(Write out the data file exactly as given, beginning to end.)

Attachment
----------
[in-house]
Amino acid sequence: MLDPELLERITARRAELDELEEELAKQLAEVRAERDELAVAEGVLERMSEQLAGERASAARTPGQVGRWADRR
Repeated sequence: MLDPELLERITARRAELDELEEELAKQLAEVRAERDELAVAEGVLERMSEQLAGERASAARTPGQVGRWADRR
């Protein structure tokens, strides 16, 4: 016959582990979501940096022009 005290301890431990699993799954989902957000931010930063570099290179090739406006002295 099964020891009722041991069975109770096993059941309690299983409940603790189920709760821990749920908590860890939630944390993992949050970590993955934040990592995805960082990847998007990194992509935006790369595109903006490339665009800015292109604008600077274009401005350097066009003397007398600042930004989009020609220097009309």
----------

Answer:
[in-house]
Amino acid sequence: MLDPELLERITARRAELDELEEELAKQLAEVRAERDELAVAEGVLERMSEQLAGERASAARTPGQVGRWADRR
Repeated sequence: MLDPELLERITARRAELDELEEELAKQLAEVRAERDELAVAEGVLERMSEQLAGERASAARTPGQVGRWADRR
């Protein structure tokens, strides 16, 4: 016959582990979501940096022009 005290301890431990699993799954989902957000931010930063570099290179090739406006002295 099964020891009722041991069975109770096993059941309690299983409940603790189920709760821990749920908590860890939630944390993992949050970590993955934040990592995805960082990847998007990194992509935006790369595109903006490339665009800015292109604008600077274009401005350097066009003397007398600042930004989009020609220097009309």